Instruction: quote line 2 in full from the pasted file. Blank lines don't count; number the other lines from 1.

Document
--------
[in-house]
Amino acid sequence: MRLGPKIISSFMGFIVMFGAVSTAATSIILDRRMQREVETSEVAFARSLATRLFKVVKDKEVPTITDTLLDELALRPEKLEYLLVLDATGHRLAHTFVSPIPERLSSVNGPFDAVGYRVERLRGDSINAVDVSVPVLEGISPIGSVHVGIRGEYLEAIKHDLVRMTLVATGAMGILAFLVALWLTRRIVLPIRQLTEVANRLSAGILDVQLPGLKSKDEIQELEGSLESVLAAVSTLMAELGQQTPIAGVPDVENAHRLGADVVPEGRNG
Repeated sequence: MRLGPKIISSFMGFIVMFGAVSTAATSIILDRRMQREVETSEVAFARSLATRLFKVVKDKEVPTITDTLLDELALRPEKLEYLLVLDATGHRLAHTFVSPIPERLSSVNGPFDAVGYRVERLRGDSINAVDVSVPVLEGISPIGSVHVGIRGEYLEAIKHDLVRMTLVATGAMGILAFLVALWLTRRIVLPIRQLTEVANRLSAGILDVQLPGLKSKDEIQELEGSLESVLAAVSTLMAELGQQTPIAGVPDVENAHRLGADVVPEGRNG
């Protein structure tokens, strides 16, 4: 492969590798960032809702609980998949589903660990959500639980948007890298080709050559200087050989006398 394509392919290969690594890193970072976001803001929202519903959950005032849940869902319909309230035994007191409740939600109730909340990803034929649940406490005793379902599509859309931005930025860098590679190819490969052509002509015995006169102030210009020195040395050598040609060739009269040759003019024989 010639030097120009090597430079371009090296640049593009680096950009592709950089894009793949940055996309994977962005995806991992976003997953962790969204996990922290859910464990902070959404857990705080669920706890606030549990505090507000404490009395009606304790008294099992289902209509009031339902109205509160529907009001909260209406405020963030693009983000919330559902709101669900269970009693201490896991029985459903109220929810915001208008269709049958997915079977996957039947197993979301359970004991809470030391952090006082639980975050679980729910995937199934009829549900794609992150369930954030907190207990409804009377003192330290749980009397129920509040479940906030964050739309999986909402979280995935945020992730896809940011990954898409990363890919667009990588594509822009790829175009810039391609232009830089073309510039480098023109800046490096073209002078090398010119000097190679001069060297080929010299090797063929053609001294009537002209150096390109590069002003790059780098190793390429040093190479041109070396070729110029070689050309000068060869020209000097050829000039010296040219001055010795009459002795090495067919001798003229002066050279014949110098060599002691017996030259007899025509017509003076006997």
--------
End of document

Amino acid sequence: MRLGPKIISSFMGFIVMFGAVSTAATSIILDRRMQREVETSEVAFARSLATRLFKVVKDKEVPTITDTLLDELALRPEKLEYLLVLDATGHRLAHTFVSPIPERLSSVNGPFDAVGYRVERLRGDSINAVDVSVPVLEGISPIGSVHVGIRGEYLEAIKHDLVRMTLVATGAMGILAFLVALWLTRRIVLPIRQLTEVANRLSAGILDVQLPGLKSKDEIQELEGSLESVLAAVSTLMAELGQQTPIAGVPDVENAHRLGADVVPEGRNG